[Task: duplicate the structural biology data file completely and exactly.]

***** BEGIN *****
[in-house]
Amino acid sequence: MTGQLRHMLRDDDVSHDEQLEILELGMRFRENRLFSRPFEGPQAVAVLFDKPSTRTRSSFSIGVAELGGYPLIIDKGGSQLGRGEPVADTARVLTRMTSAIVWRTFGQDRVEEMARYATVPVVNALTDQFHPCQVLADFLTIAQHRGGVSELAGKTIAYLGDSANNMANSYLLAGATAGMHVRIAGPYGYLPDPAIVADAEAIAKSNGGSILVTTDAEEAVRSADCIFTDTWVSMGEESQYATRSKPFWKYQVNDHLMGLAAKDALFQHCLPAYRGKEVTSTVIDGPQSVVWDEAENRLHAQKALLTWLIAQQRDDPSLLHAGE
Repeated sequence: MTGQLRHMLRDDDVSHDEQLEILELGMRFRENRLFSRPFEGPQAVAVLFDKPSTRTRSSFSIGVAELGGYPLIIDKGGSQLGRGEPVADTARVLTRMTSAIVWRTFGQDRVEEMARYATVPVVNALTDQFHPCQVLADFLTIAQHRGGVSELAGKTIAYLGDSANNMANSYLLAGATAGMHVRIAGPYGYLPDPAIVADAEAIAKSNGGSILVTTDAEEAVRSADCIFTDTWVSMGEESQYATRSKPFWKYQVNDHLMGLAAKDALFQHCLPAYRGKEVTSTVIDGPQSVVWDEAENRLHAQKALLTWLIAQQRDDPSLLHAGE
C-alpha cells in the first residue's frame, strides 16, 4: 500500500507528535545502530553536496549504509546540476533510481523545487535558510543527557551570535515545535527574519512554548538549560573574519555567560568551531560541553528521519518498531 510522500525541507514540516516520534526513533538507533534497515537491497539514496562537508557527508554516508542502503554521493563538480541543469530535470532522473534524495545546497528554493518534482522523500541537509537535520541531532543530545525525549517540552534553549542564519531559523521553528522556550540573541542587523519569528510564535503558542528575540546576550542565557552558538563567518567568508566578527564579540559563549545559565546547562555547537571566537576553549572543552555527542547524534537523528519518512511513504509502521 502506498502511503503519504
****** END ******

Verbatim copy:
[in-house]
Amino acid sequence: MTGQLRHMLRDDDVSHDEQLEILELGMRFRENRLFSRPFEGPQAVAVLFDKPSTRTRSSFSIGVAELGGYPLIIDKGGSQLGRGEPVADTARVLTRMTSAIVWRTFGQDRVEEMARYATVPVVNALTDQFHPCQVLADFLTIAQHRGGVSELAGKTIAYLGDSANNMANSYLLAGATAGMHVRIAGPYGYLPDPAIVADAEAIAKSNGGSILVTTDAEEAVRSADCIFTDTWVSMGEESQYATRSKPFWKYQVNDHLMGLAAKDALFQHCLPAYRGKEVTSTVIDGPQSVVWDEAENRLHAQKALLTWLIAQQRDDPSLLHAGE
Repeated sequence: MTGQLRHMLRDDDVSHDEQLEILELGMRFRENRLFSRPFEGPQAVAVLFDKPSTRTRSSFSIGVAELGGYPLIIDKGGSQLGRGEPVADTARVLTRMTSAIVWRTFGQDRVEEMARYATVPVVNALTDQFHPCQVLADFLTIAQHRGGVSELAGKTIAYLGDSANNMANSYLLAGATAGMHVRIAGPYGYLPDPAIVADAEAIAKSNGGSILVTTDAEEAVRSADCIFTDTWVSMGEESQYATRSKPFWKYQVNDHLMGLAAKDALFQHCLPAYRGKEVTSTVIDGPQSVVWDEAENRLHAQKALLTWLIAQQRDDPSLLHAGE
C-alpha cells in the first residue's frame, strides 16, 4: 500500500507528535545502530553536496549504509546540476533510481523545487535558510543527557551570535515545535527574519512554548538549560573574519555567560568551531560541553528521519518498531 510522500525541507514540516516520534526513533538507533534497515537491497539514496562537508557527508554516508542502503554521493563538480541543469530535470532522473534524495545546497528554493518534482522523500541537509537535520541531532543530545525525549517540552534553549542564519531559523521553528522556550540573541542587523519569528510564535503558542528575540546576550542565557552558538563567518567568508566578527564579540559563549545559565546547562555547537571566537576553549572543552555527542547524534537523528519518512511513504509502521 502506498502511503503519504